Life Lines by Dr. Dolittle

Sponsored by the American Physiological Society

Hibernation and Hypoxia

Avian red blood cells produce hydrogen sulfide to maintain cell integrity and longevity

Birds have strange red blood cells, at least in comparison to mammals. While they both are responsible for transporting oxygen molecules throughout the body, avian red blood cells have mitochondria and a nucleus. Mammalian red blood cells, on the other hand, are missing a nucleus as well as organelles. By eliminating these structures, mammalian red blood cells are able to carry more oxygen molecules and fold more easily to fit […]

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Hypoxia improves exercise duration

Speaking of hypoxia, a new study published in Physiological Reports examined how training for 2 weeks under 18% hypoxia impacts muscles of Thoroughbred horses. Unlike humans, these horses do not increase production of red blood cells to enhance oxygen transport throughout the body under hypoxic conditions. This difference led researchers to speculate that the horses had other ways of adapting to exercise.   In the new study, horses were trained […]

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Cholesterol levels in tissues change during hypoxia in naked mole rats

Naked mole rats are rather famous from a physiological perspective for their amazing ability to live in hypoxic conditions. They do so in part by reducing their metabolic rate. In fact, researchers at the University of Ottawa in Canada showed that reducing environmental oxygen levels to 11% resulted in a 34% decrease in the animal’s metabolic rate. Studies of hypoxia-tolerant goldfish show that the animals respond to hypoxia challenges by […]

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Physiology of diving animals: how do they deal with hypoxia?

Dr. Jose Pablo Vazquez-Medina (pictured at right), a comparative physiologist at the University of California – Berkeley, was scheduled to present several ongoing studies from his lab at the Experimental Biology conference last month. Dr. Vazquez-Medina is a member of the Comparative and Evolutionary Physiology section of the American Physiological Society. Although the conference was cancelled due to Covid-19, Dr. Vazquez-Medina has agreed to share his research with us.   […]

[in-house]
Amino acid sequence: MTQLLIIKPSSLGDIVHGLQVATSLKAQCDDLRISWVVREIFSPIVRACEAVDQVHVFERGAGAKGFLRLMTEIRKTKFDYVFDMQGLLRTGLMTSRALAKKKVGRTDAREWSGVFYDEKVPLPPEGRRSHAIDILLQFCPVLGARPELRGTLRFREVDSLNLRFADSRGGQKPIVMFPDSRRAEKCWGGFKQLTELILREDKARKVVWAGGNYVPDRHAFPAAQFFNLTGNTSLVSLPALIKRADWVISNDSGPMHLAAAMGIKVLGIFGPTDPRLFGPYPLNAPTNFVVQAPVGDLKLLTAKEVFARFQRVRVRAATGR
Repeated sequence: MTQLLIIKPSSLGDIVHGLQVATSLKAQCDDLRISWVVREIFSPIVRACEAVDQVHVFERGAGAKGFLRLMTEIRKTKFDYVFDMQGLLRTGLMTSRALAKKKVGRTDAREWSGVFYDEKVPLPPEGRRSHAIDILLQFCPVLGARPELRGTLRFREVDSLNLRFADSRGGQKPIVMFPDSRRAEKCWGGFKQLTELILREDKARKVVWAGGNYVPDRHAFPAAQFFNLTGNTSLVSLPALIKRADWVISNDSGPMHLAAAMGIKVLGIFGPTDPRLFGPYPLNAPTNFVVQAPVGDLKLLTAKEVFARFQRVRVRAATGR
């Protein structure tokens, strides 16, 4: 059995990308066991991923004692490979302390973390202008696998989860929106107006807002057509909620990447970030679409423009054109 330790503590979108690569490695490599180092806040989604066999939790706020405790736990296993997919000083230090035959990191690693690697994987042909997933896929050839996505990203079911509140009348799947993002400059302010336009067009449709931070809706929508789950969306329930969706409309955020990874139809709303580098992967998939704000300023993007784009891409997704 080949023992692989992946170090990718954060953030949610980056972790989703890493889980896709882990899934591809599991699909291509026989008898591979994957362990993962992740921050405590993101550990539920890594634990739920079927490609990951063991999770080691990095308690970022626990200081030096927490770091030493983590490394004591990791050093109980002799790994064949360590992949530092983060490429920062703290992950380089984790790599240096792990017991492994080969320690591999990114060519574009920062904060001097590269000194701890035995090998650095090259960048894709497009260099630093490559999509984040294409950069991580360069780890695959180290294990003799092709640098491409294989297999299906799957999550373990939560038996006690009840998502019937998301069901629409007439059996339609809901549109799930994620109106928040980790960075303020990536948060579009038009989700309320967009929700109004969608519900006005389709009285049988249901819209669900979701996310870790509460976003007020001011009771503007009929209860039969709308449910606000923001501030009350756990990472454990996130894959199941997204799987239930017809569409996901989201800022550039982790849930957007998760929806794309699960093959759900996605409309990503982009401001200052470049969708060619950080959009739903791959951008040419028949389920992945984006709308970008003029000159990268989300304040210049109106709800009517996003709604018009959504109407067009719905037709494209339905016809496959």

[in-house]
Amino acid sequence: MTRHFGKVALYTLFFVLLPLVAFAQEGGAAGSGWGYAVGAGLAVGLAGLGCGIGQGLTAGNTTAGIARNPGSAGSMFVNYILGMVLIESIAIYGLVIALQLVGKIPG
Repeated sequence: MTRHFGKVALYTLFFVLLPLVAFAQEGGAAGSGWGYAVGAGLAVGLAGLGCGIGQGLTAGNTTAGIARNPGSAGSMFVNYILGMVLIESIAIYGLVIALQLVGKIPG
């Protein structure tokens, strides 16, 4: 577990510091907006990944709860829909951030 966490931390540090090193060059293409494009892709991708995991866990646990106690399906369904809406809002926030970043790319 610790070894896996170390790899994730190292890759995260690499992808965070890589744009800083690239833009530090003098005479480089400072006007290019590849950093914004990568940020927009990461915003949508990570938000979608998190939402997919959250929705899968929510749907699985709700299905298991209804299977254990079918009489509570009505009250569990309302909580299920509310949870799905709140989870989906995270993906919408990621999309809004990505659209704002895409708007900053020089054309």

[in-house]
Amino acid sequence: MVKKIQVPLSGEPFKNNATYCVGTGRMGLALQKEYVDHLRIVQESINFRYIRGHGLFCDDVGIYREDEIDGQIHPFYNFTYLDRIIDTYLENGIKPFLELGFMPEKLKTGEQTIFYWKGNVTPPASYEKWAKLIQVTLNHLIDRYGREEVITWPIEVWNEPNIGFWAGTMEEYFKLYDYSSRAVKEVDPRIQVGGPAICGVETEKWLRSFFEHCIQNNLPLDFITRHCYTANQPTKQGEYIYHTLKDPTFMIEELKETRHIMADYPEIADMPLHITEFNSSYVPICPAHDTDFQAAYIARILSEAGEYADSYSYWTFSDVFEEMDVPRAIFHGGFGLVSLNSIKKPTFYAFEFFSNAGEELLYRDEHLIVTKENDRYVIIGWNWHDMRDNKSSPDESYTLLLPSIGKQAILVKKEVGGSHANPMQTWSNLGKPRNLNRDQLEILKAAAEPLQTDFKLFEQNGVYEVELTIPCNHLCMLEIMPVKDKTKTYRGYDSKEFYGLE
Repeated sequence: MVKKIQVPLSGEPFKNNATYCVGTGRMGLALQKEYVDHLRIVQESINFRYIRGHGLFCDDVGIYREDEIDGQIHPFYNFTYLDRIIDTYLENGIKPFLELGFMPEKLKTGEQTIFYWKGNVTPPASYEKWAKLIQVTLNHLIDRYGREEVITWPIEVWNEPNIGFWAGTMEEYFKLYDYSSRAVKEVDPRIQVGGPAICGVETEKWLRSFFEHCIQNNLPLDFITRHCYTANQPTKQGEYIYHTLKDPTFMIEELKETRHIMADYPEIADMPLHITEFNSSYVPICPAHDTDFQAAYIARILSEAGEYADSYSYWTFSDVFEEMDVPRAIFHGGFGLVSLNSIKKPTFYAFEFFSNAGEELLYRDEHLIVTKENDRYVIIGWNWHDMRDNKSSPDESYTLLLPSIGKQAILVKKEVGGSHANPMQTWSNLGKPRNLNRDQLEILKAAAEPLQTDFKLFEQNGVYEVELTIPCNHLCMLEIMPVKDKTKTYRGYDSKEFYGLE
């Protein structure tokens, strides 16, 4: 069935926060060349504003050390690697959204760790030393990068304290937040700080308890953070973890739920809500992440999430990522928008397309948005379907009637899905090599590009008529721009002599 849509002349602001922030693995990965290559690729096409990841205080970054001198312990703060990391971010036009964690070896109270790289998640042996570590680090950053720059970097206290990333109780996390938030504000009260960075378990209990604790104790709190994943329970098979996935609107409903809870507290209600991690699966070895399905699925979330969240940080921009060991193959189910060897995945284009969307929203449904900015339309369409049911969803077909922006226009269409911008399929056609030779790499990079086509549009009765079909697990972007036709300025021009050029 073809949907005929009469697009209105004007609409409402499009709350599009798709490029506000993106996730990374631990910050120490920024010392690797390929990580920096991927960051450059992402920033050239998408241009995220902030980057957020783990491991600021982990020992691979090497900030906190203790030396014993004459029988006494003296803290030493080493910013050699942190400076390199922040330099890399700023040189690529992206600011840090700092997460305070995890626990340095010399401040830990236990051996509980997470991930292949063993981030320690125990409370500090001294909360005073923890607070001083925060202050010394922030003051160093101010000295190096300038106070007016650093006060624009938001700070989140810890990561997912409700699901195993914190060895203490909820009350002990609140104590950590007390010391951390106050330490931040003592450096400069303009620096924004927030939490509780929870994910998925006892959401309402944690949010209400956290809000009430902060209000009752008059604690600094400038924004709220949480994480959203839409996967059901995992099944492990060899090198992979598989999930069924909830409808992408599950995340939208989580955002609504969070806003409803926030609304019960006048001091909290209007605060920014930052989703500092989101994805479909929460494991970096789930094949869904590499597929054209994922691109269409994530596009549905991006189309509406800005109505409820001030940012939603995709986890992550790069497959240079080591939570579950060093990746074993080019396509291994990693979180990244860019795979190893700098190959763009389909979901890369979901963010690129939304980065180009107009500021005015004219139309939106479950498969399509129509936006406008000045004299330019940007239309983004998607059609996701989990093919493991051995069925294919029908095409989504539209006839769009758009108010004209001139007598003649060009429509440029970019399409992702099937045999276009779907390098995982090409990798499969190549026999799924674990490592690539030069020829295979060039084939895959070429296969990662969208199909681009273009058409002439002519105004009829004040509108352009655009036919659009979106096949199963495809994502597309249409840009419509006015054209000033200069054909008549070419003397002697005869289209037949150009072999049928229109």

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How some fish may compensate for low environmental oxygen

     Adult fish rely on gills to extract oxygen from the surrounding water. Larval fish, on the other hand, do not have well-developed gills and instead rely primarily on gas exchange across their skin.      In a new study published in the American Journal of Physiology – Regulatory, Integrative and Comparative Physiology, researchers examined whether larval fish could use their pectoral fins to increase the flow of water […]

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Warm hypoxic waters impair heart function in some fish

Events causing bodies of water to become hypoxic (low oxygen levels) are increasing with climate change. Water can become hypoxic when it warms up or there are changes in tidal flow, density, wind patterns as well as separation from the main source, such as occurs in a tidepool. While some fish are tolerant of hypoxia and even anoxia (oxygen depleted) environments others, such as Atlantic cod and steelhead trout, rely […]

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On the path to understanding the effects of white-nose syndrome

Molly Simonis and colleagues from Wright State University and Ohio University presented interesting research at the 34th annual Ohio Physiological Society conference on their work looking at the physiological effects of exposure to white-nose syndrome. White-nose syndrome is caused by the fungus Pseudogymnoascus destructans and has been blamed for killing millions of bats in North America. This new study seeks to examine whether pregnant female Eptesicus fuscus bats, a species less susceptible to […]

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